by Judith Fertig
Ancient grains are making a comeback. Grown since Neolithic times about 10,000 years ago, varieties of barley, corn, millet and rice have helped assuage the hunger of many communities. Today, yellow millet, dark red wholegrain sorghum, brown quinoa and exotic black rice can help alleviate food shortages.
According to Harry Balzer, an expert surveyor of food and diet trends with The NPD Group, concerns about grains and gluten have prompted about a third of Americans to try to cut back on both since 2012. About 1 percent of the population has celiac disease, estimates the Celiac Disease Foundation, but many more prefer not to eat gluten. Many ancient grains are naturally glutenfree, including amaranth, buckwheat, millet, quinoa, rice and teff.
“Some think that a grain-free way of eating is healthier and also better for the planet,” says food writer Maria Speck, of Cambridge, Massachusetts, author of Ancient Grains for Modern Meals and Simply Ancient Grains. “But that may be too simplistic, a characteristic of many diet trends.”
Better for Our Health
Whole grains fill us up and provide fiber, both necessary for maintaining optimum digestion and weight, says Kathleen Barnes, a widely published natural health expert in Brevard, North Carolina.
Eating more whole grains has been previously associated with a lower risk of major diseases such as Type 2 diabetes and cardiovascular disease, based on studies by the University of Minnesota and Lund University, in Sweden. Qi Sun, assistant professor in the Harvard School of Public Health department of nutrition, agrees that whole grains are one of the major healthful foods for prevention of major chronic diseases. He’s the lead author of a new Harvard study of data associating consumption of whole grains with a 9 percent reduction in overall mortality and up to 15 percent fewer cardiovascular fatalities during two 25-year-long research initiatives that followed 74,000 woman and 43,000 men. The researchers cited substituting whole grains for refined grains and red meat as likely contributors to longer life.
“Whole grains are nutritional powerhouses, packed with vitamins, minerals, antioxidants, beneficial fiber and even some protein,” says Speck. With a German father and a Greek mother, she grew up in two cultures where grains are a part of everyday meals. “We eat them because they taste good.”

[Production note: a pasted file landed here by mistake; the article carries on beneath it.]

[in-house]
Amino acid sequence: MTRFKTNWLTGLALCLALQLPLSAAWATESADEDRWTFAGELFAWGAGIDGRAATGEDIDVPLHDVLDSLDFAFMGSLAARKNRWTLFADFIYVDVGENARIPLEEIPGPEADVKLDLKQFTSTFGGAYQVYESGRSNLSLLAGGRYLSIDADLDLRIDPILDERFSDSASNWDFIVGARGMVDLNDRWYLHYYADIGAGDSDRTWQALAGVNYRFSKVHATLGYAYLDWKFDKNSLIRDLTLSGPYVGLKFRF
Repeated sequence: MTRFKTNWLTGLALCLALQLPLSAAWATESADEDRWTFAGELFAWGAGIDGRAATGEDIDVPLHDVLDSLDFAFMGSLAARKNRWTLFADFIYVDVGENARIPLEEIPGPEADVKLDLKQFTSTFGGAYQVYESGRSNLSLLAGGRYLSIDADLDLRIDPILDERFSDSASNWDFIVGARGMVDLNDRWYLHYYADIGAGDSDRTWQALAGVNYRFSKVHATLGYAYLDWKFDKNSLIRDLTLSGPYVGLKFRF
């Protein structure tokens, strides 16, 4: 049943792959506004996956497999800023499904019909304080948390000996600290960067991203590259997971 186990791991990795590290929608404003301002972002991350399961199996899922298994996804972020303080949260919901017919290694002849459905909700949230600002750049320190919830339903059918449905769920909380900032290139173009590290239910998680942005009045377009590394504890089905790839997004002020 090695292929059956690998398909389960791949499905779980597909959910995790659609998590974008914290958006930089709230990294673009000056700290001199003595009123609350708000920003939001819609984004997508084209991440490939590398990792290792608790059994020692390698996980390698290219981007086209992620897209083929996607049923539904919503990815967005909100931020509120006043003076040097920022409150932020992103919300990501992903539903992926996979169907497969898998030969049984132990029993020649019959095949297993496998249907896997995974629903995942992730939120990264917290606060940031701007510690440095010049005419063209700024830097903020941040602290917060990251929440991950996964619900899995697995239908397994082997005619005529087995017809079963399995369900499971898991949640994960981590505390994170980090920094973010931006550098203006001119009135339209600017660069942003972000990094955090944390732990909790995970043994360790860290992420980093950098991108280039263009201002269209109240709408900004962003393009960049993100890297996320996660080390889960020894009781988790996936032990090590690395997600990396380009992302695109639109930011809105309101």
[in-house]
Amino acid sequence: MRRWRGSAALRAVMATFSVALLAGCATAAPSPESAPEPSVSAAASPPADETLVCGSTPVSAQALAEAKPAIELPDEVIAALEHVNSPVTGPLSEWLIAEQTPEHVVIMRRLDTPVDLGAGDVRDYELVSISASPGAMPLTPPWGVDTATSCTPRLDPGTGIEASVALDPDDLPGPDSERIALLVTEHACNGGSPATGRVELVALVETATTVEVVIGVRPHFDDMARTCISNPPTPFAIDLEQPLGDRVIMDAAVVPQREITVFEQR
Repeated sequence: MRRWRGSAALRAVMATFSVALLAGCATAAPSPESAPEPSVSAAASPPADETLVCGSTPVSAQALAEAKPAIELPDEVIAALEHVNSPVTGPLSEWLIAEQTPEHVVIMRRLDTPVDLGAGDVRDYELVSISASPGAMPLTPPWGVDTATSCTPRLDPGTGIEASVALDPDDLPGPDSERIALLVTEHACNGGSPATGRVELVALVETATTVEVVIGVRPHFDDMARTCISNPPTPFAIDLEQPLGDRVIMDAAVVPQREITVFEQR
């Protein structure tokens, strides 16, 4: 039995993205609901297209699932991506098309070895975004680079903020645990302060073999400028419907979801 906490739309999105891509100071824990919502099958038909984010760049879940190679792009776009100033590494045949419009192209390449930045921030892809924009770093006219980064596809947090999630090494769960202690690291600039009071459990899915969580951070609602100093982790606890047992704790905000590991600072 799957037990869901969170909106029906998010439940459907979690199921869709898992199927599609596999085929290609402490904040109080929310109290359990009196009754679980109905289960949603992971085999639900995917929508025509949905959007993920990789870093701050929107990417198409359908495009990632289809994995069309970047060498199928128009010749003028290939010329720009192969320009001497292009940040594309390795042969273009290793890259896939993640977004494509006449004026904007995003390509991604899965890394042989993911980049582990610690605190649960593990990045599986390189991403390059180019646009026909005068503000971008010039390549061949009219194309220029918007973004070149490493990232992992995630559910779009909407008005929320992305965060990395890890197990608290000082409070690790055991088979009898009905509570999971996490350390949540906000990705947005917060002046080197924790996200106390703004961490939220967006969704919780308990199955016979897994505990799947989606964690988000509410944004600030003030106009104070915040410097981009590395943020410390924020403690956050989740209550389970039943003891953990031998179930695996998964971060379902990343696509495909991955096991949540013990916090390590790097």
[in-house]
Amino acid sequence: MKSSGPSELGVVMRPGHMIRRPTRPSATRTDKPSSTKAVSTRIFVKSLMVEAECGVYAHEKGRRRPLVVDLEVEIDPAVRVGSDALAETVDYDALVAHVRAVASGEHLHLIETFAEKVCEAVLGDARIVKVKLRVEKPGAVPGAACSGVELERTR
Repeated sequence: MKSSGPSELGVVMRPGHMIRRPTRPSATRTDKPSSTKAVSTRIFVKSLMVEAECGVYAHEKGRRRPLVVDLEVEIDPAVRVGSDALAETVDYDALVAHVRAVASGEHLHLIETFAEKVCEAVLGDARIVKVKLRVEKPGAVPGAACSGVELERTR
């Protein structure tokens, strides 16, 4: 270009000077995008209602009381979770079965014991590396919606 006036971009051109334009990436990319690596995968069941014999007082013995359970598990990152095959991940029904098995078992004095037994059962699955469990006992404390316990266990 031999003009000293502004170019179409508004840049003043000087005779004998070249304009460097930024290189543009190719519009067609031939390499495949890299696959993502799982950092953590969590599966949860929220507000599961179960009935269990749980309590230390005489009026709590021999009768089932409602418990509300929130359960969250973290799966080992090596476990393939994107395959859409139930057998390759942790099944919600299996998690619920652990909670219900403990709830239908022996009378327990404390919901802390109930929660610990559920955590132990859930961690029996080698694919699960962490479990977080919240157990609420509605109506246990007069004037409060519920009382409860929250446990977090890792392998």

Better for Local Farmers
Sourcing and eating more organic and GMO-free whole grains (absent modified genetics) can help support local farmers, Speck maintains. Choose barley from Four Star Farms, in Massachusetts; heirloom grits from Anson Mills, in South Carolina; quinoa from White Mountain Farm, in Colorado; or heirloom Japanese rice from Koda Farms, in California.
Better for the Planet
Ancient grains require fewer natural resources to plant, grow and harvest. According to the Water Footprint Network, a pound of beef, millet and rice require 1,851, 568 and 300 gallons of water, respectively, to produce.
Substituting grains in diets is a sustainable alternative to meat, and they grow on grasslands that now inefficiently support livestock. According to University of Cambridge Professor of Engineering David MacKay, it takes about 25 times more energy to produce one calorie of beef than one calorie of natural grain.
Ancient grains can add variety and flavor to meals and a wealth of them are as close as the gluten-free aisle of a neighborhood grocery or health food store.
Judith Fertig blogs at AlfrescoFoodAndLifestyle.blogspot.com from Overland Park, Kansas
Favorite Ancient Grains
by Maria Speck
It’s best to cook up a batch of ancient grains ahead on the weekend for use during a busy week. To inject more color and flavor, add a pinch of saffron to turn the cooking water golden, or cook the grains in pomegranate juice. Cooked grain keeps in the refrigerator for up to seven days, ready to enhance salads, soups, yogurt or desserts.
Amaranth. The seed head of pigweed, amaranth can be baked into a custard or added to a soup. Grown by the Aztecs, iron- and protein-rich amaranth can be popped raw in a skillet like popcorn, and then added as garnish to soups and salads.
Buckwheat. The seeds of a plant related to rhubarb and grown in northern climates, buckwheat can be ground into flour for savory French crepes or simmered whole in soup.
Quinoa. Grown at high altitudes, quinoa has become a popular addition to salads or yogurt, as well as its own side dish.
Millet. A tiny, drought-tolerant grain, millet can be added to bread dough for texture or cooked as a healthy breakfast with toasted almonds and cardamom.
Teff. From Ethiopia, the flour of this tiny grain is fermented and used to make the flatbread known as injera. Try a teff waffle with caramelized pineapple.
Source: Adapted from Simply Ancient Grains by Maria Speck.